Maika Monroe, known for starring in It Follows, captures the viewer’s attention in Chloe Okuno’s (V/H/S/94) directorial debut Watcher, which premiered at the 2022 Sundance Film Festival on Friday. It’s a tale that’s uncomfortably familiar to its female audience.
While this is the feature debut of Okuno, she recently directed the (excellent) opening segment of V/H/S/94, “Storm Drain,” better known as the Raatma segment. If these two films are anything to judge by, she has the makings of one of the next great horror directors.
Watcher follows Julia (Monroe) and her recent move to Romania with her husband, Francis, played by the innocently oblivious Karl Glusman (Love, The Neon Demon). Julia immediately struggles with the language barrier, which leaves her to depend on her husband as translator to anyone who isn’t speaking English.
Jobless and cooped up in her new apartment as her husband works, Julia starts to notice that a man is watching her from an apartment window across the street, or is she the one watching him?
While Watcher treads on some familiar plot points (hey, I love Rear Window) it still feels fresh by being an incredibly intimate portrait of the unsettling fear that plagues women every day and features some unnerving and disturbing moments.
Filmed in Bucharest, Romania amid the pandemic, Watcher turns the setting into a strange and unfamiliar character through the eyes of our American protagonist by refusing to subtitle the Romanian dialogue, keeping the viewer disoriented and attached to the perspective of Julia, unless they speak Romanian of course.
This adds to the confusion and stress when Julia finds out there is a potential serial killer in her city targeting women, adding in a true crime element.
What Julia shakes off as odd occurrences soon takes hold in her mind as potential risks to her safety as a young female.
In an intro to the film, Okuno states her intentions in making the film as “an effort to try to capture some of the fear and the isolation that we often feel as women, especially when we’re just sort of moving through the world on a day-to-day basis and experiencing things that are frightening in a way that are oftentimes hard to communicate to other people.”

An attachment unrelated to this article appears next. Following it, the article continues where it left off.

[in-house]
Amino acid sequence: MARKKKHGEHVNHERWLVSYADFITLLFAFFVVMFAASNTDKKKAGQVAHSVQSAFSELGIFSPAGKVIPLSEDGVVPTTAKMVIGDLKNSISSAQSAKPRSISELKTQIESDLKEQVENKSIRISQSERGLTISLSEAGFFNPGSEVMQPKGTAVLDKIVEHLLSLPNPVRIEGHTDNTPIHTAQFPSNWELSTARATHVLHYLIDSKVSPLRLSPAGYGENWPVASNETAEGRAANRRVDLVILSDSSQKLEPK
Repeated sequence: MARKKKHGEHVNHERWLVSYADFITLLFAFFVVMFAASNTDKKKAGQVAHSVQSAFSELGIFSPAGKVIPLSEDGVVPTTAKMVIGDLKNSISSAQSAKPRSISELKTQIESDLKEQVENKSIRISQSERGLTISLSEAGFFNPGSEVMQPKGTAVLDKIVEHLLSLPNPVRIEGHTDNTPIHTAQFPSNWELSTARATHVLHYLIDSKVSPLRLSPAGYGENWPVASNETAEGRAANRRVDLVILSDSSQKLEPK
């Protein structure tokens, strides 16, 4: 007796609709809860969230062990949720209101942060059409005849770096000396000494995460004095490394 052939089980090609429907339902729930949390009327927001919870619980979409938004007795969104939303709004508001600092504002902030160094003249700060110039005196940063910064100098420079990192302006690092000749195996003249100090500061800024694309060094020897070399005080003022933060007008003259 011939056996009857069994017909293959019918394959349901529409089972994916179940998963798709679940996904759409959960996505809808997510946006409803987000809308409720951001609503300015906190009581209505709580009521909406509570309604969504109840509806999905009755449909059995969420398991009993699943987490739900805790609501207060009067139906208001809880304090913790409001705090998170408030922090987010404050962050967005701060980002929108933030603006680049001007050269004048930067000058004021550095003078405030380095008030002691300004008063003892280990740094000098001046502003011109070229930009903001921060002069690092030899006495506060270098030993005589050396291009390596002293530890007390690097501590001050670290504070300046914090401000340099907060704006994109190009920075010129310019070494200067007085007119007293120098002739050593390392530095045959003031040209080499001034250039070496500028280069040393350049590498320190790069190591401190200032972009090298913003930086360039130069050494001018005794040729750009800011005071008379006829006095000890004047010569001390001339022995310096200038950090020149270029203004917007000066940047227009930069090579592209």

This is a spot-on description of Watcher, so kudos to Okuno.
Between her husband and the other men that Julia encounters, the film is littered with “harmless” microaggressions that are a constant for nearly every woman, from men’s stares lingering just a little too long to your significant other belittling you. Despite this being a frequent theme throughout the film, it never feels too heavy-handed in a way that would distract from the script or seem too propaganda-y.
Monroe commands Watcher with a performance that is not simply distressed and paranoid, but she’s constantly trying to adapt to her environment and regain as much control as she can while being in a confusing, liminal space of her life.
Her performance fits perfectly with this film and elevates it above the typical “hysterical woman is not believed” storyline, evoking Elizabeth Moss’ incredible performance in The Invisible Man.
Monroe takes what could have been a much blander film and infuses it with a modern realness that makes the film much more engaging.
Glusman also gives a great performance in this, although not nearly as sympathetic a role. He clearly cares about his wife, but cannot understand her perspective of seeing the signs of a potential stalker, nor the feeling of alienation in a foreign country. This divide clearly weighs on him, with Glusman portraying this exasperation of a man trying to excel at his job and protect his wife.
However, ultimately as this film insinuates, protecting the women around them is just a male fantasy, when at the end of the day it’s usually up to women to defend themselves.
The script is brilliant, with almost every line having subtext or foreshadowing. The film’s dialogue effortlessly flows with forceful purpose that never says too much, nor confuses the viewer. The plot is easy to grasp and doesn’t have any glaring plot holes.
The cinematography in Watcher elevates these themes with some really ominous camera work and use of minimalism and contrasting, washed-out colors. The look and imagery of the film summons forth a lot of early 2000s Japanese horror films, such as The Grudge (Ju-On) or Pulse (Kairo).
The editing aids in the cinematography as people’s reactions—particularly Julia’s—are shown before the camera sees what she’s reacting to, which leads to an uneasy effect on the viewer, prolonging their morbid curiosity.
But, most importantly, is it scary? While it probably won’t shake you to your core, this film has some genuinely upsetting and sometimes terrifying moments and images that will stick in your mind, especially the next time you see a silhouette in the window.
While steadily building tension throughout the film, the ending is surprisingly disturbing and shocking.
The score is an aspect that was mixed for me, as sometimes it added some eerie sound design that ratcheted up the tension, and other times sounded like a somewhat creepier version of a crime drama television show.
This film was a pleasant (and distressing) surprise for me, and the storyline was effectively scary. The excellent script reaches a level of relatability that is unmistakably feminine in a way that not many films succeed in being, but strive for. Watcher is a female anxiety film done right.
As a directorial debut for Okuno, it shows a promising future in the horror genre, especially after her stand-out segment in V/H/S/94.
For those who enjoy true crime, European horror and disturbing films centering on women, or just fans of Maika Monroe, this film will satisfy your cravings for a creepy flick.
Check out Okuno’s discussion of the film below.